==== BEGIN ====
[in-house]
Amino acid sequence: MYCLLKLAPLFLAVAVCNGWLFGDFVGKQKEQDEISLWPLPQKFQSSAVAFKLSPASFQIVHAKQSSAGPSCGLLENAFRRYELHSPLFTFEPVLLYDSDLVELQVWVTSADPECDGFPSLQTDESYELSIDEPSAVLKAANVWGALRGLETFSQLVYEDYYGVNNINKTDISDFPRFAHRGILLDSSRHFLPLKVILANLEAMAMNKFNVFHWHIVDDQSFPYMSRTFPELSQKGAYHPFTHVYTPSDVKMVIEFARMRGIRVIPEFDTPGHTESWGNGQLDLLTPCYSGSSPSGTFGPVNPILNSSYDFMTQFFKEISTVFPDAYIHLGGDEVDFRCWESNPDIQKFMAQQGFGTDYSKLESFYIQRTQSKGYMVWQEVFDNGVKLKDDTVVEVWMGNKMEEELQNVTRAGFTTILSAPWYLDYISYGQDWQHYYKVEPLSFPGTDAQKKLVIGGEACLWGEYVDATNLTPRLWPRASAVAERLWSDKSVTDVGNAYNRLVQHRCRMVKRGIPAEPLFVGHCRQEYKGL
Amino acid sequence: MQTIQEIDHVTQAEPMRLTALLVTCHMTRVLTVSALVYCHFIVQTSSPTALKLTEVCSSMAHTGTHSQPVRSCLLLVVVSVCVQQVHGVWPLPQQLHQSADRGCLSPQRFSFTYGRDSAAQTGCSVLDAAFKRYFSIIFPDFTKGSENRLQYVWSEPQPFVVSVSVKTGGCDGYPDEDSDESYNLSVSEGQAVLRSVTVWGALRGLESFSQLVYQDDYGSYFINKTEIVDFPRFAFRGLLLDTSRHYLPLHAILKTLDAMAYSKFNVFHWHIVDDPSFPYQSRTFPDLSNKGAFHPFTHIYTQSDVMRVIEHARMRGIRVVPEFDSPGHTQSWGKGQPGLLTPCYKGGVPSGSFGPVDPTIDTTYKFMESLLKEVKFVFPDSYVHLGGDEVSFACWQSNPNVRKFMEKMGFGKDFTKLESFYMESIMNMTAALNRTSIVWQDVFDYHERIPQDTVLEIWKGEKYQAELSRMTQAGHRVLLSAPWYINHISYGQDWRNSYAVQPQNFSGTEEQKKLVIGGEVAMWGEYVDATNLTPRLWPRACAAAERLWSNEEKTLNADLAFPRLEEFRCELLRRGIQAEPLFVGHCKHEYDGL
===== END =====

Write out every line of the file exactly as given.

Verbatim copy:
[in-house]
Amino acid sequence: MYCLLKLAPLFLAVAVCNGWLFGDFVGKQKEQDEISLWPLPQKFQSSAVAFKLSPASFQIVHAKQSSAGPSCGLLENAFRRYELHSPLFTFEPVLLYDSDLVELQVWVTSADPECDGFPSLQTDESYELSIDEPSAVLKAANVWGALRGLETFSQLVYEDYYGVNNINKTDISDFPRFAHRGILLDSSRHFLPLKVILANLEAMAMNKFNVFHWHIVDDQSFPYMSRTFPELSQKGAYHPFTHVYTPSDVKMVIEFARMRGIRVIPEFDTPGHTESWGNGQLDLLTPCYSGSSPSGTFGPVNPILNSSYDFMTQFFKEISTVFPDAYIHLGGDEVDFRCWESNPDIQKFMAQQGFGTDYSKLESFYIQRTQSKGYMVWQEVFDNGVKLKDDTVVEVWMGNKMEEELQNVTRAGFTTILSAPWYLDYISYGQDWQHYYKVEPLSFPGTDAQKKLVIGGEACLWGEYVDATNLTPRLWPRASAVAERLWSDKSVTDVGNAYNRLVQHRCRMVKRGIPAEPLFVGHCRQEYKGL
Amino acid sequence: MQTIQEIDHVTQAEPMRLTALLVTCHMTRVLTVSALVYCHFIVQTSSPTALKLTEVCSSMAHTGTHSQPVRSCLLLVVVSVCVQQVHGVWPLPQQLHQSADRGCLSPQRFSFTYGRDSAAQTGCSVLDAAFKRYFSIIFPDFTKGSENRLQYVWSEPQPFVVSVSVKTGGCDGYPDEDSDESYNLSVSEGQAVLRSVTVWGALRGLESFSQLVYQDDYGSYFINKTEIVDFPRFAFRGLLLDTSRHYLPLHAILKTLDAMAYSKFNVFHWHIVDDPSFPYQSRTFPDLSNKGAFHPFTHIYTQSDVMRVIEHARMRGIRVVPEFDSPGHTQSWGKGQPGLLTPCYKGGVPSGSFGPVDPTIDTTYKFMESLLKEVKFVFPDSYVHLGGDEVSFACWQSNPNVRKFMEKMGFGKDFTKLESFYMESIMNMTAALNRTSIVWQDVFDYHERIPQDTVLEIWKGEKYQAELSRMTQAGHRVLLSAPWYINHISYGQDWRNSYAVQPQNFSGTEEQKKLVIGGEVAMWGEYVDATNLTPRLWPRACAAAERLWSNEEKTLNADLAFPRLEEFRCELLRRGIQAEPLFVGHCKHEYDGL